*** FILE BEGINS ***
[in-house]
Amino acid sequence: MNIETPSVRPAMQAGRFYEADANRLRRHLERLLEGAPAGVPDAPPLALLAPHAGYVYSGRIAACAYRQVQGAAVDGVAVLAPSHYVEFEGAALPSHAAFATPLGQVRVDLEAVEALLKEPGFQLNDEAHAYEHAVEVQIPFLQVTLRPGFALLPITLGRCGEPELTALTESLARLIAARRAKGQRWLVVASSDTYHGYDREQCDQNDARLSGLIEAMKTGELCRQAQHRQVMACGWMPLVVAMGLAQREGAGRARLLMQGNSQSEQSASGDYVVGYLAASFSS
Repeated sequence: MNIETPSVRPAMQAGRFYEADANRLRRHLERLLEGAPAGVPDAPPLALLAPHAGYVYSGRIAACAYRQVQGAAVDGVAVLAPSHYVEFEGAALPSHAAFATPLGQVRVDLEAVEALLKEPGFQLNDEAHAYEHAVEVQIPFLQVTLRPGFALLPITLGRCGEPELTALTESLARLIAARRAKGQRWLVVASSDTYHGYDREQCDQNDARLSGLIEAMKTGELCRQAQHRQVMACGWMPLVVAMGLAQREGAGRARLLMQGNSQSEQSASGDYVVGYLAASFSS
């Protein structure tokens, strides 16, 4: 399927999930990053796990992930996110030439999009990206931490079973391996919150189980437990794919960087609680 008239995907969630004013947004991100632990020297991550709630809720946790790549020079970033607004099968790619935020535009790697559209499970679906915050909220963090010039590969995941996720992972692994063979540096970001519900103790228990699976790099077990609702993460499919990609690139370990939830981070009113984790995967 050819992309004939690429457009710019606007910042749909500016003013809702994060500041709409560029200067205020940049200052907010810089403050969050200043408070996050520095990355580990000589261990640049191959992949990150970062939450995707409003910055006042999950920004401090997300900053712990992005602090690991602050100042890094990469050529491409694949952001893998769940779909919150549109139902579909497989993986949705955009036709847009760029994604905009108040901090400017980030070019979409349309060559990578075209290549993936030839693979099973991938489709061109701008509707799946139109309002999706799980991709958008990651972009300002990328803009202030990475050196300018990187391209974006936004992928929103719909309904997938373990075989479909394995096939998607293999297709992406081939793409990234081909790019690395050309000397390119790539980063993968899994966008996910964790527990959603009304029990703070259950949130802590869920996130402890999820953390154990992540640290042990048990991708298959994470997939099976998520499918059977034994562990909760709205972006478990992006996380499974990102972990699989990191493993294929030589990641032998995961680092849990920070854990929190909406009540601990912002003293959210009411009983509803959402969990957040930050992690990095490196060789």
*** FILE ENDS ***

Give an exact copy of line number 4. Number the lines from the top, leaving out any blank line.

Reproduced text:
């Protein structure tokens, strides 16, 4: 399927999930990053796990992930996110030439999009990206931490079973391996919150189980437990794919960087609680 008239995907969630004013947004991100632990020297991550709630809720946790790549020079970033607004099968790619935020535009790697559209499970679906915050909220963090010039590969995941996720992972692994063979540096970001519900103790228990699976790099077990609702993460499919990609690139370990939830981070009113984790995967 050819992309004939690429457009710019606007910042749909500016003013809702994060500041709409560029200067205020940049200052907010810089403050969050200043408070996050520095990355580990000589261990640049191959992949990150970062939450995707409003910055006042999950920004401090997300900053712990992005602090690991602050100042890094990469050529491409694949952001893998769940779909919150549109139902579909497989993986949705955009036709847009760029994604905009108040901090400017980030070019979409349309060559990578075209290549993936030839693979099973991938489709061109701008509707799946139109309002999706799980991709958008990651972009300002990328803009202030990475050196300018990187391209974006936004992928929103719909309904997938373990075989479909394995096939998607293999297709992406081939793409990234081909790019690395050309000397390119790539980063993968899994966008996910964790527990959603009304029990703070259950949130802590869920996130402890999820953390154990992540640290042990048990991708298959994470997939099976998520499918059977034994562990909760709205972006478990992006996380499974990102972990699989990191493993294929030589990641032998995961680092849990920070854990929190909406009540601990912002003293959210009411009983509803959402969990957040930050992690990095490196060789």